My answer, at a high level of confidence: Trump just liked the sound of the Birther thing but wasn't sufficiently interested or engaged to do the kind of digging I just did, nor even to have a staffer do it for him.
For a guy with Trump's resources, that was a dereliction of due diligence. I'm still going to vote for him; but I hope in future he has his people do some research on topics of general interest before he sounds off on them. Nineteen ninety-one was not the age of the internet; but 2016 is.
04 — Did the elites bring us Trump? This segment and the next venture into contentious territory, so before proceeding let me lay down a couple of markers.
I'm not an antisemite; I never have been; and I don't have much time for antisemites. I've written a couple of million words of opinion commentary this past thirty years, all of it archived on my website, and I defy you to find any evidence of antisemitism in it anywhere.
I've turned against the word "philosemite," for reasons I've explained elsewhere — more than once, I'm pretty sure. Basically, it's patronizing. If pressed on the issue, I call myself an anti-antisemite. I cherish my Jewish friends, and I have publicly — and again, I think, more than once — expressed gratitude in print for the positive contribution Jews have made to our civilization, way out of proportion to their numbers.
That said, I know the following thing, which anyone who has observed the American political scene surely also knows: A subset of American Jews — a subset, a minority, I doubt even as many as a half — suffer from a kind of psychological deformation that keeps them trapped in a particular, strangely atavistic type of paranoia, of victim mentality.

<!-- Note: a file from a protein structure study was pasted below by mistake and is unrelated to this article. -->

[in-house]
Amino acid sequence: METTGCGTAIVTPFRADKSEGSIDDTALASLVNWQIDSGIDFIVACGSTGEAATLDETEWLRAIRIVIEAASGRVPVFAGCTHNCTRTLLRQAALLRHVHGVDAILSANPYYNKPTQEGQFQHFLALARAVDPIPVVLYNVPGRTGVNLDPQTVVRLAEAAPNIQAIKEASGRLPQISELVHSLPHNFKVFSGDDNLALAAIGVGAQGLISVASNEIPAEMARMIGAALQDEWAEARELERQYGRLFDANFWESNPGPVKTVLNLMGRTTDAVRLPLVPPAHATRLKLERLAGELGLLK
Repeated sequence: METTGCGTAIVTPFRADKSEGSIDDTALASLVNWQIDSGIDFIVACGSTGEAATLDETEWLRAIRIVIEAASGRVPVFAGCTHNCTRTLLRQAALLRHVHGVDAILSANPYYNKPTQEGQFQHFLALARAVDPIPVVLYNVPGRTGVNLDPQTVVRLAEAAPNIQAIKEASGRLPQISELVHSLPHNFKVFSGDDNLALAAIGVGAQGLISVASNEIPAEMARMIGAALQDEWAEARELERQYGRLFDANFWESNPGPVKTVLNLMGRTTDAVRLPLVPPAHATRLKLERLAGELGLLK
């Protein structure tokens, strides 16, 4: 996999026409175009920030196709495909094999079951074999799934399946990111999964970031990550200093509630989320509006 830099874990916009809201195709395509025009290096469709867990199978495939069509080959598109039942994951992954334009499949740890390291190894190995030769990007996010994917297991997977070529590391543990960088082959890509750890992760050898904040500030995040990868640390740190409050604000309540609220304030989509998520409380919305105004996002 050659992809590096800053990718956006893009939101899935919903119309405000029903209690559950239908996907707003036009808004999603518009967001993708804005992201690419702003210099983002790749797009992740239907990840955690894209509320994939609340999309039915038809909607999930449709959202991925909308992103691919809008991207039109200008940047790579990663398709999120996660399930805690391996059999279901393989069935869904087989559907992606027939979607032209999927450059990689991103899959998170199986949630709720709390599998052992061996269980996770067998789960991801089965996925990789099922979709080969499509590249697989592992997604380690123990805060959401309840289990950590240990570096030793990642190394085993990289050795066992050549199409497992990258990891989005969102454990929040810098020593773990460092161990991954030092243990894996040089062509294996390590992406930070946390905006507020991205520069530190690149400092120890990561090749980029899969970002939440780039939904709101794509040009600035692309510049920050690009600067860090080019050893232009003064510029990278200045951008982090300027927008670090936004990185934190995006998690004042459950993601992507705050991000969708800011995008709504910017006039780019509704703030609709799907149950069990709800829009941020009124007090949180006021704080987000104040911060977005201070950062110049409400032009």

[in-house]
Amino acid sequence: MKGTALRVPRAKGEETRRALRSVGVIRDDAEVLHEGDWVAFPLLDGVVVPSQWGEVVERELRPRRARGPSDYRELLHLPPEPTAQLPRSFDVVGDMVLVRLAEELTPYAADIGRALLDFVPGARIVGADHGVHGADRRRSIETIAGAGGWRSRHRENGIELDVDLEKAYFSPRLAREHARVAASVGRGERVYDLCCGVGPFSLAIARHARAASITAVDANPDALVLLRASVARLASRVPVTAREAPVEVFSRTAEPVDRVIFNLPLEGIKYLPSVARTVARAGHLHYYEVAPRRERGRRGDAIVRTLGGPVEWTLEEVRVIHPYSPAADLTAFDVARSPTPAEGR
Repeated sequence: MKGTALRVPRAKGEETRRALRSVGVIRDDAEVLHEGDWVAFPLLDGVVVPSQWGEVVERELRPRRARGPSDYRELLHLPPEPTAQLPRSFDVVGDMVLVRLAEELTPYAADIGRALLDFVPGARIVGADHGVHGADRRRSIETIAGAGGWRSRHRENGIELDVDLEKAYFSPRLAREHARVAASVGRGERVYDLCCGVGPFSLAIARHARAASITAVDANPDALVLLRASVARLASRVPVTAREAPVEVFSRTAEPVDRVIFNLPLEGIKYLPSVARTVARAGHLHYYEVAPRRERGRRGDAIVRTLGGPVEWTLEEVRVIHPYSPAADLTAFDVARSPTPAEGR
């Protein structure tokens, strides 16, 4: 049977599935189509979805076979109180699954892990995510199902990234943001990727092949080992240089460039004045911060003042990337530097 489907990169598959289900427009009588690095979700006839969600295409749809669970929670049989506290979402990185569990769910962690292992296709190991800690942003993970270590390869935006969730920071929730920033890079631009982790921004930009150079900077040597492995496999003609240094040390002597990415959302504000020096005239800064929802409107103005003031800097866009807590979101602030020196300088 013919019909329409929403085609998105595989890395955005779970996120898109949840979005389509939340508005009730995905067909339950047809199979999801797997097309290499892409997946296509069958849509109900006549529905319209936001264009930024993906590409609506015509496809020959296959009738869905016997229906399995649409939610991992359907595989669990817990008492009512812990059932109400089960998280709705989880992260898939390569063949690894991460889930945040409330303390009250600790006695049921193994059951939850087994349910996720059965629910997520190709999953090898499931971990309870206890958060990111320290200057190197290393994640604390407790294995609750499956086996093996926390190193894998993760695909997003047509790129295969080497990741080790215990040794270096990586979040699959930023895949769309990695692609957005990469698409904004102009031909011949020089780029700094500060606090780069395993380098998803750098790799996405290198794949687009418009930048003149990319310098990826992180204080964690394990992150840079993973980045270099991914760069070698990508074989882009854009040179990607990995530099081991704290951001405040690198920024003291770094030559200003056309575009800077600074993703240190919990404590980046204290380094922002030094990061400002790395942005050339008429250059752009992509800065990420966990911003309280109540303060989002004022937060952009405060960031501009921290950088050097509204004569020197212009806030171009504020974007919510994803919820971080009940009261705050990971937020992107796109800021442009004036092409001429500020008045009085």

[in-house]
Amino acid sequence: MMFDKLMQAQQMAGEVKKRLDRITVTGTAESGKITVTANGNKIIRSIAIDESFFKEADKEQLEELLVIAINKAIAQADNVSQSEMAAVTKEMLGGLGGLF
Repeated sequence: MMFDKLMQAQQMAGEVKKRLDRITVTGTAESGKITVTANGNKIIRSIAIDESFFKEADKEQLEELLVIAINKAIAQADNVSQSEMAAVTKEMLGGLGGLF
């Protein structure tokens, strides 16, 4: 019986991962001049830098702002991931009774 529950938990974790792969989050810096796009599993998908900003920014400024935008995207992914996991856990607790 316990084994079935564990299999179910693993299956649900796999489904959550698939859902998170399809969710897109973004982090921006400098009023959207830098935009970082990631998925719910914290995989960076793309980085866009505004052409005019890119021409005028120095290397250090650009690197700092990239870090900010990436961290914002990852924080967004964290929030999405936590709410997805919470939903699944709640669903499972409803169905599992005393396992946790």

In this mentality, it's always 1881 and we're still in Russia. The Jews are cowering behind their doors in fear as the Cossacks rampage through the town, or Christian peasants with pitchforks and flaming brands march on the Jewish quarter.
One side effect of this mentality is an unblinking vigilance, a hyper-sensitivity, towards the slightest tendency of the Gentile majority to drift Cossack-wards. This easily and often slops over into — and I am speaking of a subset of a subset of American Jews — into a generalized dislike, a prejudice, against white Christians.
Another side effect is the feeling that, for an oppressed minority — we're still in 1881, remember: it's always 1881 — for an oppressed minority there is safety in courting and joining with other outsider groups for solidarity against the dangerous, dominant Goyim. The great dream of this mentality, in fact, is to get enough of a coalition of outsiders together to outnumber the Goyim, the white Christians. That's why so many Jews are so passionately committed to mass Third World immigration.
It's not hard to find evidence of this. As an example I'll offer one of the series of debates called "Intelligence Squared." This one took place September 13th. The motion to be debated was, quote: "Blame the Elites for the Trump Phenomenon." You can watch the debate yourself at their website — google "intelligence squared." It lasts an hour and 44 minutes.
All four debaters were bigfoot American journalists. Both sides of the debate were anti-Trump; the debate was over whose fault it was that Trump had gotten the GOP nomination. For the motion, arguing that it was the fault of the elites, were Ben Domenech and Timothy Carney, both Gentiles. Against the motion, arguing that it was not the fault of the elites, were Jennifer Rubin and Bret Stephens, both Jewish.